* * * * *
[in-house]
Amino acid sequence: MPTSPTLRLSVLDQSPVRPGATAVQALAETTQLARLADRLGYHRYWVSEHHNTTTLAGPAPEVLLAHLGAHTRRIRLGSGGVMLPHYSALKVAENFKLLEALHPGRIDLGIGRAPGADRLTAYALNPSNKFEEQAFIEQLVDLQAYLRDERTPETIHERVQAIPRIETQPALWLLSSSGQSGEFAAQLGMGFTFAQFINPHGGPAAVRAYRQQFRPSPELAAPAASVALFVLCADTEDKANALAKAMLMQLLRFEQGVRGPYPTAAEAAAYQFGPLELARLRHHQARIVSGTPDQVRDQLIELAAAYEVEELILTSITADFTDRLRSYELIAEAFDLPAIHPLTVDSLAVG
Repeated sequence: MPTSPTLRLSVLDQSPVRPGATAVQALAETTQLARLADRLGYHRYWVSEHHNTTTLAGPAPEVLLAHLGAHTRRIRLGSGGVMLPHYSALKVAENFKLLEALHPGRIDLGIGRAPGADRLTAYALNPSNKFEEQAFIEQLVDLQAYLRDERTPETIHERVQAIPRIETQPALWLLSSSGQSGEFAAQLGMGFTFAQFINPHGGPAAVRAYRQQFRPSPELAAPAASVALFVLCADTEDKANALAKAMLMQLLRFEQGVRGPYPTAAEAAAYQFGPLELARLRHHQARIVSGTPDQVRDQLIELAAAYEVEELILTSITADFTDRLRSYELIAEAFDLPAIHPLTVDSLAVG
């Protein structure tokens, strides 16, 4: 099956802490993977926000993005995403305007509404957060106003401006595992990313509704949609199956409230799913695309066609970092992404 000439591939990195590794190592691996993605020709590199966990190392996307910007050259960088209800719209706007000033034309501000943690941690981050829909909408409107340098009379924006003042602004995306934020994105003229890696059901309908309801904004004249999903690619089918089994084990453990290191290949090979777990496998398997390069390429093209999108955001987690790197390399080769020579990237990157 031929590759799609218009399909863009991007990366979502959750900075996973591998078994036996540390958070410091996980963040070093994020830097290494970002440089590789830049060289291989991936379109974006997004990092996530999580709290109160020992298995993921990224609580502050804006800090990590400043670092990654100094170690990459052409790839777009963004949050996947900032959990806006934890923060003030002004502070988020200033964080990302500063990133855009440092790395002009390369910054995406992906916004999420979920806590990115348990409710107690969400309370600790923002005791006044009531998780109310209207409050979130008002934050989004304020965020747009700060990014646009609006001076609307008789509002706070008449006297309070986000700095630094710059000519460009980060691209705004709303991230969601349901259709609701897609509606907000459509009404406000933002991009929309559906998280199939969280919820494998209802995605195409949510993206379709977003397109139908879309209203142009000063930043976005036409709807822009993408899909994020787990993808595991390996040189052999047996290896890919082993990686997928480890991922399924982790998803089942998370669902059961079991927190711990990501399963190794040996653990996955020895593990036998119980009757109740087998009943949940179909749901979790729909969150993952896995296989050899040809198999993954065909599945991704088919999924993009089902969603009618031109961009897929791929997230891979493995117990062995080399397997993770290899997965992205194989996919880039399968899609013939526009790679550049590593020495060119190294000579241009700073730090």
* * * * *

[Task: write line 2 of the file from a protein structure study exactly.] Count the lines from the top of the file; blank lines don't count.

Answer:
Amino acid sequence: MPTSPTLRLSVLDQSPVRPGATAVQALAETTQLARLADRLGYHRYWVSEHHNTTTLAGPAPEVLLAHLGAHTRRIRLGSGGVMLPHYSALKVAENFKLLEALHPGRIDLGIGRAPGADRLTAYALNPSNKFEEQAFIEQLVDLQAYLRDERTPETIHERVQAIPRIETQPALWLLSSSGQSGEFAAQLGMGFTFAQFINPHGGPAAVRAYRQQFRPSPELAAPAASVALFVLCADTEDKANALAKAMLMQLLRFEQGVRGPYPTAAEAAAYQFGPLELARLRHHQARIVSGTPDQVRDQLIELAAAYEVEELILTSITADFTDRLRSYELIAEAFDLPAIHPLTVDSLAVG